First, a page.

She was transfixed by the light.  She gazed longingly at it, unconsciously moving towards it as if a magnet was pulling her to its source. It was warm and shimmered on her skin and she was covered in fine silver glitter. She reached out to the light, sensing that her fingers were only inches from being able to grasp its origin.  Anticipation ran through her body like static, tingling her nerves and tickling the fine hairs on her arms.  Just as she knew she was there, the crowd rushed in, surrounding her.  They were excited, frantic almost.  Their manic movement was starting to put distance between her and the source of the lovely light.  She reached farther, strained harder, closing the gap, when the crowd swelled and she was pushed forcefully backward by a hard hit to her chest.  It knocked the air out of her and she flinched.

In that instant, the soft, warm light began to pulse and quickly transformed. It became harsh, like staring at a fluorescent light while suffering a migraine.  The warmth was gone and she felt a chilled breeze brush her skin.  The voices were still present behind a low roar in her ears, but not excited and happy.  They were concerned, emotional, and she couldn’t see the faces they were coming from.  The light was so painfully bright now, she couldn’t stand to face it any longer.  She turned her head to shield her vision, and felt a sharp pain run down her neck and into back.  She winced, but it worked. She could see, and all the shimmering flecks of glitter slowly took shape as bits and pieces of glass surrounding her, reflecting flashing lights from the distance.

Slowly, she recognized that one voice was rising above the roar.  It was calm, sweet almost, saying her name.  Even slower, she was able to focus on a face slightly above her, his warm hazel eyes.

“You’re going to be okay,” he said reassuringly.  “Don’t try to move. You’ve been in an accident, but everything is going to be okay.”

Copyright © 2016

Super Shorts – To Rebuild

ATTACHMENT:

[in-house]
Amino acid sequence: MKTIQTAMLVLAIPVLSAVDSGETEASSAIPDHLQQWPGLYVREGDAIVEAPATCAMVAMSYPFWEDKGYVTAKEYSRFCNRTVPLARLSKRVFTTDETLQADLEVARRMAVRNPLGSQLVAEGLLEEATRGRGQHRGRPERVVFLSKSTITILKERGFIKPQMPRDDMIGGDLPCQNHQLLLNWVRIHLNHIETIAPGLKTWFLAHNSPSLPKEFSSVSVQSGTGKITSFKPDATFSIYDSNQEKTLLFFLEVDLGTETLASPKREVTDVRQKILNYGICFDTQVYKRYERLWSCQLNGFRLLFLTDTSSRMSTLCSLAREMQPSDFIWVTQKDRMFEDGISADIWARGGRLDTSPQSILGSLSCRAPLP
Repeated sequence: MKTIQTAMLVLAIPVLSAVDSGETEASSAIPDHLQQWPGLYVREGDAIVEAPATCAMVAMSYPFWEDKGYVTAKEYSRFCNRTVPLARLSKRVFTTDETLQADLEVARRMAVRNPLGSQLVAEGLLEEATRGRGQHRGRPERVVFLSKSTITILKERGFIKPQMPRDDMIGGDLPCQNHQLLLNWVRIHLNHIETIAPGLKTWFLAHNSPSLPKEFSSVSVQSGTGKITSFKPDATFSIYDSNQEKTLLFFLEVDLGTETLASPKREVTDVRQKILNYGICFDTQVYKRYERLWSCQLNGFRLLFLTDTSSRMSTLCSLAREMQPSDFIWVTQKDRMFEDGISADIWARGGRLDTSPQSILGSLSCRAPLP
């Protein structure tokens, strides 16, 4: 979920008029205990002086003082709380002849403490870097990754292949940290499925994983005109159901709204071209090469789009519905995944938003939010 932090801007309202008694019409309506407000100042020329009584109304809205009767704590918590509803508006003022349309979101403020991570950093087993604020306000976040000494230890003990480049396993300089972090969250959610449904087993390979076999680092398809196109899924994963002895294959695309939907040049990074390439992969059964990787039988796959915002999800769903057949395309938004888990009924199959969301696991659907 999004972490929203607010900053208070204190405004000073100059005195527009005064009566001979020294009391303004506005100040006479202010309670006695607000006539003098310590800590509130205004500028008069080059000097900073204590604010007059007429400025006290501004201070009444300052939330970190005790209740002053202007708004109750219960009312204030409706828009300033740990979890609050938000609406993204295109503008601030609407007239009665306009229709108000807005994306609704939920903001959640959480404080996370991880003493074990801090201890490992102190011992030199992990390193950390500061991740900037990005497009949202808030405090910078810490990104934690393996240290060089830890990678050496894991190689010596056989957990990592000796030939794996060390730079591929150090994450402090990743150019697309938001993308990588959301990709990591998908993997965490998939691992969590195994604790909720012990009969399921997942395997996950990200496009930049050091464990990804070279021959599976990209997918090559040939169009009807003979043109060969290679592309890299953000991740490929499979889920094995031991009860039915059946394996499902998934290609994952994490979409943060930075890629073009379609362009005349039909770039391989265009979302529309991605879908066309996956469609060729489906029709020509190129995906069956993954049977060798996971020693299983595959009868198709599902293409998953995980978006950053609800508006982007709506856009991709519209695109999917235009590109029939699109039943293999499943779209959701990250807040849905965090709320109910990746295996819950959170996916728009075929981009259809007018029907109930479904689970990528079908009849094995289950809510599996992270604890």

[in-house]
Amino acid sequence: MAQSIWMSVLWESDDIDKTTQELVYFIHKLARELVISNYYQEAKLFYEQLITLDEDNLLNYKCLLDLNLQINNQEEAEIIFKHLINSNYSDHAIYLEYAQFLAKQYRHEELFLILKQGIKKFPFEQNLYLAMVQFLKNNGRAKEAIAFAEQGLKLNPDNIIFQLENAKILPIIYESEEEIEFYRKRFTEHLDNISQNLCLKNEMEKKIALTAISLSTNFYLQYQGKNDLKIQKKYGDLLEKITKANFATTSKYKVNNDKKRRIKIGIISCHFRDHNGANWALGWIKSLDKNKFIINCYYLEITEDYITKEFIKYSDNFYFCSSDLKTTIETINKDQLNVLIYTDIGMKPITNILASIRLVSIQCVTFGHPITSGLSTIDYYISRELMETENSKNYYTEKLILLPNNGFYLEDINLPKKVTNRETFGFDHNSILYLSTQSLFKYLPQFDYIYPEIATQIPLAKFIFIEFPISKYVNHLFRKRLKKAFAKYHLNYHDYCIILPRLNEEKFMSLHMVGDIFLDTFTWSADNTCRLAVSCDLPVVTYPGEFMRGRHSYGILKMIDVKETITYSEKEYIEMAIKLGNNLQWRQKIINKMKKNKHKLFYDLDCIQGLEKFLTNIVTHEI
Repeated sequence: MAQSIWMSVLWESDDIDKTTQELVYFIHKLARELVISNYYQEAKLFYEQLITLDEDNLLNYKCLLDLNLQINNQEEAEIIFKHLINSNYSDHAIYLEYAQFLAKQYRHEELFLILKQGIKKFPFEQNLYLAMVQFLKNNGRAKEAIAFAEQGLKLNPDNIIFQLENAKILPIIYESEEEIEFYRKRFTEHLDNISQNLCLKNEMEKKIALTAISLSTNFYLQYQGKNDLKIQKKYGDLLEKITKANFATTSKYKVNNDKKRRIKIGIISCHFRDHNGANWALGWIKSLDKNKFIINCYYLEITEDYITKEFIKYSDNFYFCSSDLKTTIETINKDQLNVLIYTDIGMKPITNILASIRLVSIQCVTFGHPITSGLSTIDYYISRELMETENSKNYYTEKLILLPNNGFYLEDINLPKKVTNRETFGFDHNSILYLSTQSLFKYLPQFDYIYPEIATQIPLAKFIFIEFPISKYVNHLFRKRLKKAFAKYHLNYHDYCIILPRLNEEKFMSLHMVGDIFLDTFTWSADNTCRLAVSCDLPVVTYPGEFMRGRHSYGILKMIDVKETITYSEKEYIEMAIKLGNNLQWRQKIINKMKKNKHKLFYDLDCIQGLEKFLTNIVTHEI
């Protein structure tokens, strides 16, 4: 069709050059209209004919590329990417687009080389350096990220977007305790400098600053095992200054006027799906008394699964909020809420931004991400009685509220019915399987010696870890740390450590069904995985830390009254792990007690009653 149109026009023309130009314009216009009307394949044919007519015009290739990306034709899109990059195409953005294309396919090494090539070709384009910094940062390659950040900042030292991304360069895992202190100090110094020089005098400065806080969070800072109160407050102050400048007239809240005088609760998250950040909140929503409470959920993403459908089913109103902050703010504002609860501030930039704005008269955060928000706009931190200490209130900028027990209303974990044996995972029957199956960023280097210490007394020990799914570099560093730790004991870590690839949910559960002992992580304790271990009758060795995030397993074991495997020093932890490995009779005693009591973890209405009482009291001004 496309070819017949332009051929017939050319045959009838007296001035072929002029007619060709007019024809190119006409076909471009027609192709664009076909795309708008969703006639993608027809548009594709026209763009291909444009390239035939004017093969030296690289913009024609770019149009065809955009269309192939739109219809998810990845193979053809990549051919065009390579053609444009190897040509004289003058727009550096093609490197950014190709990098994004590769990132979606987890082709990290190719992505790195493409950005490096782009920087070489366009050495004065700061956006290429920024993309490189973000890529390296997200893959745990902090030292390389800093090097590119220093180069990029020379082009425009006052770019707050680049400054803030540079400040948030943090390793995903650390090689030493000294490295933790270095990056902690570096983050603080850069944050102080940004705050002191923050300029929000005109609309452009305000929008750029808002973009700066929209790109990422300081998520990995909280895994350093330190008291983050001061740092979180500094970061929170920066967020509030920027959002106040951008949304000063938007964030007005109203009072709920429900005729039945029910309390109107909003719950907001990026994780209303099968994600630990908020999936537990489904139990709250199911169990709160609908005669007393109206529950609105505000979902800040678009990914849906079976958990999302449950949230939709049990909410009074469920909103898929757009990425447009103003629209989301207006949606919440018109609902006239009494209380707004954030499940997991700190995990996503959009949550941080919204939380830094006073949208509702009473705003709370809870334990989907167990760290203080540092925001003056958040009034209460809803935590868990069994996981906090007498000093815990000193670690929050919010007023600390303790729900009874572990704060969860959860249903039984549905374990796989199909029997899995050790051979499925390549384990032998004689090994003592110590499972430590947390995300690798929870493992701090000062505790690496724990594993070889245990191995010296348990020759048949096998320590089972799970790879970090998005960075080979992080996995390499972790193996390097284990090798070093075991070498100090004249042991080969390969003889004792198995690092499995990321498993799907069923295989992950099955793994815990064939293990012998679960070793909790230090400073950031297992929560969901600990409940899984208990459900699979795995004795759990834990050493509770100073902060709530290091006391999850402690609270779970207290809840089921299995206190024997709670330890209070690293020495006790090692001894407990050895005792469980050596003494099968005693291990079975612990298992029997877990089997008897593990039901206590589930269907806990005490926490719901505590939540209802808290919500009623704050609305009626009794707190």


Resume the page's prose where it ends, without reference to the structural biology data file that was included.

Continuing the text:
In Fiction, Mostly True, Writing on October 12, 2015 at 8:42 pm

She stood silently at the edge of the porch, elbows resting on the railing with camcorder in hand.  She looked at me when I stepped up next to her, only for a second before returning her eyes to the yard.  Her expression was unreadable.

I stared at the patch of cut grass, no bigger than space enough for a child’s playhouse.  The lawnmower droned on and I watched him.  The determination on his face and in his movements was unmatchable.  He grabbed hold of the handle, prepping himself, and gave a hard push with one arm.  The other arm lay on the arm rest of his chair, his hand delicately and precisely moving the small joystick to put him in motion.  Repositioning, another shove, rolling his wheelchair forward a few more inches, navigating around the swing set that sat rusting from 2 years of no use while they had been gone.

It was hard to speak, to break the silence of being mesmerized by his tedious and obviously tiring work.  But I did.  “He mowed this patch?”

She hit a button on the camcorder and set it on the railing in front of her, then nodded.  “First time he’s tried doing this since the accident.”


“He’s been out here over an hour.  He won’t let me do it.”

“Sounds about right…”

“He wanted to try.  He found a way to do it.  Halfway through that section he yelled for me to bring the camera out.  He wanted it on tape.”